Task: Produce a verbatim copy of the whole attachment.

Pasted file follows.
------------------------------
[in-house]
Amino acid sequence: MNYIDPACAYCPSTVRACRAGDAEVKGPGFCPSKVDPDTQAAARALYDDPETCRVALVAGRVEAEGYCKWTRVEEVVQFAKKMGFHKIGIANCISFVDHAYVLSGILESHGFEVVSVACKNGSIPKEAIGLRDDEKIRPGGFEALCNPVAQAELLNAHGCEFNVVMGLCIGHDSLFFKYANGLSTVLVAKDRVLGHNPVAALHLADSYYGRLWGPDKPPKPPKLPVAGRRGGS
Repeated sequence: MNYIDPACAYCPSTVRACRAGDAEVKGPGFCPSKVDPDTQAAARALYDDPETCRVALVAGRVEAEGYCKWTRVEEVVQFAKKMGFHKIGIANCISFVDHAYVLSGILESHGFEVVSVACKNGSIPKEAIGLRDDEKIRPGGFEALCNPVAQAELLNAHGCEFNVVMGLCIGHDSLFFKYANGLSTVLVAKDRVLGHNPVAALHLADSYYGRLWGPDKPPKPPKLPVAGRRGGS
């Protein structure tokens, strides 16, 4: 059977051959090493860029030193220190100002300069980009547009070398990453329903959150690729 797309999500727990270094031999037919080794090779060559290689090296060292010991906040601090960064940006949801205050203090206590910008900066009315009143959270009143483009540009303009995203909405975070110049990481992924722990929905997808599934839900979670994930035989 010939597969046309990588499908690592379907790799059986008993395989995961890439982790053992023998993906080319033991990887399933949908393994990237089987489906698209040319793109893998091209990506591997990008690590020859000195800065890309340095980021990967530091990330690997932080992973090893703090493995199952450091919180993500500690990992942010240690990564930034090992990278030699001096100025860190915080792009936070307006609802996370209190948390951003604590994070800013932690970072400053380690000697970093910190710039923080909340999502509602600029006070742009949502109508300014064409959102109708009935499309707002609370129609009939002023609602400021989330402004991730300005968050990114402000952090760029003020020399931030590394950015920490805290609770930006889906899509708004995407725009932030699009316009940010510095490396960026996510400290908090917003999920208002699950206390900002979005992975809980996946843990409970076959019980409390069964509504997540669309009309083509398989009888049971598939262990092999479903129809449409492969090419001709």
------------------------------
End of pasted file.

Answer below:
[in-house]
Amino acid sequence: MNYIDPACAYCPSTVRACRAGDAEVKGPGFCPSKVDPDTQAAARALYDDPETCRVALVAGRVEAEGYCKWTRVEEVVQFAKKMGFHKIGIANCISFVDHAYVLSGILESHGFEVVSVACKNGSIPKEAIGLRDDEKIRPGGFEALCNPVAQAELLNAHGCEFNVVMGLCIGHDSLFFKYANGLSTVLVAKDRVLGHNPVAALHLADSYYGRLWGPDKPPKPPKLPVAGRRGGS
Repeated sequence: MNYIDPACAYCPSTVRACRAGDAEVKGPGFCPSKVDPDTQAAARALYDDPETCRVALVAGRVEAEGYCKWTRVEEVVQFAKKMGFHKIGIANCISFVDHAYVLSGILESHGFEVVSVACKNGSIPKEAIGLRDDEKIRPGGFEALCNPVAQAELLNAHGCEFNVVMGLCIGHDSLFFKYANGLSTVLVAKDRVLGHNPVAALHLADSYYGRLWGPDKPPKPPKLPVAGRRGGS
């Protein structure tokens, strides 16, 4: 059977051959090493860029030193220190100002300069980009547009070398990453329903959150690729 797309999500727990270094031999037919080794090779060559290689090296060292010991906040601090960064940006949801205050203090206590910008900066009315009143959270009143483009540009303009995203909405975070110049990481992924722990929905997808599934839900979670994930035989 010939597969046309990588499908690592379907790799059986008993395989995961890439982790053992023998993906080319033991990887399933949908393994990237089987489906698209040319793109893998091209990506591997990008690590020859000195800065890309340095980021990967530091990330690997932080992973090893703090493995199952450091919180993500500690990992942010240690990564930034090992990278030699001096100025860190915080792009936070307006609802996370209190948390951003604590994070800013932690970072400053380690000697970093910190710039923080909340999502509602600029006070742009949502109508300014064409959102109708009935499309707002609370129609009939002023609602400021989330402004991730300005968050990114402000952090760029003020020399931030590394950015920490805290609770930006889906899509708004995407725009932030699009316009940010510095490396960026996510400290908090917003999920208002699950206390900002979005992975809980996946843990409970076959019980409390069964509504997540669309009309083509398989009888049971598939262990092999479903129809449409492969090419001709």